An Enquiry Concerning The Principles Of Morals

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Highly original and challenging in its views, An Enquiry Concerning Human Understanding proved controversial upon its 1748 publication, and it remains so today. In terms of influence, David Hume's theory of causality ranks as the modern equivalent of Aristotle's work on the subject. Hume's philosophy roused Immanuel Kant from his self-described "dogmatic slumber," and inspired the thinking behind the Critique of Pure Reason, which introduced a completely new school of philosophy in the form of Kantian ethics. One of the most widely read works in philosophy and the best introduction to Hume's other works, An Enquiry Concerning Human Understanding asserts that causal relationships constitute the core of our understanding of relationships between objects in the external world. Hume establishes the factors that define a causal relationship between two objects and demonstrates that causal theory derives from the mind rather than experience. In so doing, he questions the basis of scientific causal theory, which claims validity by nature of its basis in experiential knowledge. Hume's assessment of the limitations of human understanding and the merits of skepticism make his Enquiry a work of enduring relevance and influence.
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Product Details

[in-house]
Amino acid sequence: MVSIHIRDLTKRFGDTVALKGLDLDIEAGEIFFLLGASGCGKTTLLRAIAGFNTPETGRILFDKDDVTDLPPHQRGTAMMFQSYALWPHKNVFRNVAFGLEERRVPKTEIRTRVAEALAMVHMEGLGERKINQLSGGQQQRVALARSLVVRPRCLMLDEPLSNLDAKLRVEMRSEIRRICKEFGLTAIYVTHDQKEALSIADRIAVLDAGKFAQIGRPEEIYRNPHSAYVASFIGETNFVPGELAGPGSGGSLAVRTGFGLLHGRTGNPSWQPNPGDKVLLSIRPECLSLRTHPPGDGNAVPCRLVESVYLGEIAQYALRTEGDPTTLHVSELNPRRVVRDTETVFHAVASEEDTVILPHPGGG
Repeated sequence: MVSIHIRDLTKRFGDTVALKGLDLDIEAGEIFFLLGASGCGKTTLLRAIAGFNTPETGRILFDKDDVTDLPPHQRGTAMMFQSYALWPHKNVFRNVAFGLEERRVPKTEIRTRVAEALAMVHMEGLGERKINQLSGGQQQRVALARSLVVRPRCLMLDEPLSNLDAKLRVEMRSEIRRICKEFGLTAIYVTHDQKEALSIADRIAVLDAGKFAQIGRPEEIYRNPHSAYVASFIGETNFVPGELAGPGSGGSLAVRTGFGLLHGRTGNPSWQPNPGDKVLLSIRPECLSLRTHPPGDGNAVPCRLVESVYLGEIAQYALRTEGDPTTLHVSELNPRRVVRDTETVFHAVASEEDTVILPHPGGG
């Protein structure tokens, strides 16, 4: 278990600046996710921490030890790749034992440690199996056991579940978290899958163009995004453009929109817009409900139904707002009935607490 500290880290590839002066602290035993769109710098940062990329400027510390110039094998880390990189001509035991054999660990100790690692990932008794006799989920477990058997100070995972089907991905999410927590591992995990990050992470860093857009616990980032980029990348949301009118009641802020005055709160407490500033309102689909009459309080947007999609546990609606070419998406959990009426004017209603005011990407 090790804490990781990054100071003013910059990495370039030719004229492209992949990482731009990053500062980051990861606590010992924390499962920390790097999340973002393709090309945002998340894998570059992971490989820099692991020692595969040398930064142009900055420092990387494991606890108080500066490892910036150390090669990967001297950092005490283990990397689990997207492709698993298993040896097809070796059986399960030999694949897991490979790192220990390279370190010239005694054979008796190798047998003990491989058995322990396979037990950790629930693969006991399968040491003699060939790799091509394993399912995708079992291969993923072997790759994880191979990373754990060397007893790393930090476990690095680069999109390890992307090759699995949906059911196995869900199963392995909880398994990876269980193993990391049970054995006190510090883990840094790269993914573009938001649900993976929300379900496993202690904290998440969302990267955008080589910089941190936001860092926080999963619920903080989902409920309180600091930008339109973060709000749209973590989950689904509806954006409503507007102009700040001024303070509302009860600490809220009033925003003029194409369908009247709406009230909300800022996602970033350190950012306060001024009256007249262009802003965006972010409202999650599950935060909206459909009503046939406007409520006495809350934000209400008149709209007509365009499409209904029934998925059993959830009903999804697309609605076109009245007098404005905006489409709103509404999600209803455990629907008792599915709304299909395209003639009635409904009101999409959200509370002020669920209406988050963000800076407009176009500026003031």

• ISBN-13: 9783842455405
  • Publication date: 11/17/2011
  • Pages: 156
  • Product dimensions: 5.06 (w) x 7.81 (h) x 0.33 (d)

Meet the Author

Tom L. Beauchamp is Professor of Philosophy and Senior Research Scholar at Georgetown University. He is one of the General Editors of the Clarendon Edition of the Works of David Hume.
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Table of Contents

How to Use this Book 3
List of Abbreviations 5
Editor's introduction 7
The Text Printed in this Edition 54
Supplementary Reading 55
An Enquiry concerning the Principles of Morals 71
1 Of the General Principles of Morals 73
2 Of Benevolence 78
3 Of Justice 83
4 Of Political Society 99
5 Why Utility Pleases 104
6 Of Qualities Useful to Ourselves 119
7 Of Qualities Immediately Agreeable to Ourselves 131
8 Of Qualities Immediately Agreeable to Others 139
9 Conclusion 145
App. 1 Concerning Moral Sentiment 157
App. 2 Of Self-Love 164
App. 3 Some Farther Considerations with Regard to Justice 170
App. 4 Of Some Verbal Disputes 176
A Dialogue 185
Annotations to the Enquiry 203
Glossary 258
References 266
Index 275
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